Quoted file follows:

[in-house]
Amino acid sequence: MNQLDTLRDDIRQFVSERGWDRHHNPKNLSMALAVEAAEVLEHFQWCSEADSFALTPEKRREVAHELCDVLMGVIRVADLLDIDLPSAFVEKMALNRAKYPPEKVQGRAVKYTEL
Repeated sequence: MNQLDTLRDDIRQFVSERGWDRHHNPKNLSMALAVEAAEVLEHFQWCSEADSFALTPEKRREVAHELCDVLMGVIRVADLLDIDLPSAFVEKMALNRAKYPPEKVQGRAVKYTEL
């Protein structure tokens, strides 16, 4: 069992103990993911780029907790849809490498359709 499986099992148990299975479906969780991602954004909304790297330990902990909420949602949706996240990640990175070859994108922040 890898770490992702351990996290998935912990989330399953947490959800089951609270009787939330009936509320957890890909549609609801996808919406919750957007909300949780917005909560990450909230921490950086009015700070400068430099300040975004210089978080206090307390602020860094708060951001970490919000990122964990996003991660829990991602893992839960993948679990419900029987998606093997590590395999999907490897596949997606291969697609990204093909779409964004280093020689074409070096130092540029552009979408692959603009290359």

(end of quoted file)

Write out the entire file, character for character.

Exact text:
[in-house]
Amino acid sequence: MNQLDTLRDDIRQFVSERGWDRHHNPKNLSMALAVEAAEVLEHFQWCSEADSFALTPEKRREVAHELCDVLMGVIRVADLLDIDLPSAFVEKMALNRAKYPPEKVQGRAVKYTEL
Repeated sequence: MNQLDTLRDDIRQFVSERGWDRHHNPKNLSMALAVEAAEVLEHFQWCSEADSFALTPEKRREVAHELCDVLMGVIRVADLLDIDLPSAFVEKMALNRAKYPPEKVQGRAVKYTEL
């Protein structure tokens, strides 16, 4: 069992103990993911780029907790849809490498359709 499986099992148990299975479906969780991602954004909304790297330990902990909420949602949706996240990640990175070859994108922040 890898770490992702351990996290998935912990989330399953947490959800089951609270009787939330009936509320957890890909549609609801996808919406919750957007909300949780917005909560990450909230921490950086009015700070400068430099300040975004210089978080206090307390602020860094708060951001970490919000990122964990996003991660829990991602893992839960993948679990419900029987998606093997590590395999999907490897596949997606291969697609990204093909779409964004280093020689074409070096130092540029552009979408692959603009290359």